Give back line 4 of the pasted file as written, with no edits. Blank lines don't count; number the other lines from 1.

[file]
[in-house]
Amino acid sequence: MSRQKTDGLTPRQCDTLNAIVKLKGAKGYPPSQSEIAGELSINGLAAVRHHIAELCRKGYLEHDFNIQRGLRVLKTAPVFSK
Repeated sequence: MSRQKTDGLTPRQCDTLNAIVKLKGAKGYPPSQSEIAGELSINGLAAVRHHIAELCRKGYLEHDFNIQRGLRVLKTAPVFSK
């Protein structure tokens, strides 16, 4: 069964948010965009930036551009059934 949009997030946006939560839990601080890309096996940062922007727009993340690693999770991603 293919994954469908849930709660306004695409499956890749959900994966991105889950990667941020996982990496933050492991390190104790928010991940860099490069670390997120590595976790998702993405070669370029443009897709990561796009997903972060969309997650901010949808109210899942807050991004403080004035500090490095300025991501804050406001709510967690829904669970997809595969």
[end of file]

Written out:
């Protein structure tokens, strides 16, 4: 069964948010965009930036551009059934 949009997030946006939560839990601080890309096996940062922007727009993340690693999770991603 293919994954469908849930709660306004695409499956890749959900994966991105889950990667941020996982990496933050492991390190104790928010991940860099490069670390997120590595976790998702993405070669370029443009897709990561796009997903972060969309997650901010949808109210899942807050991004403080004035500090490095300025991501804050406001709510967690829904669970997809595969």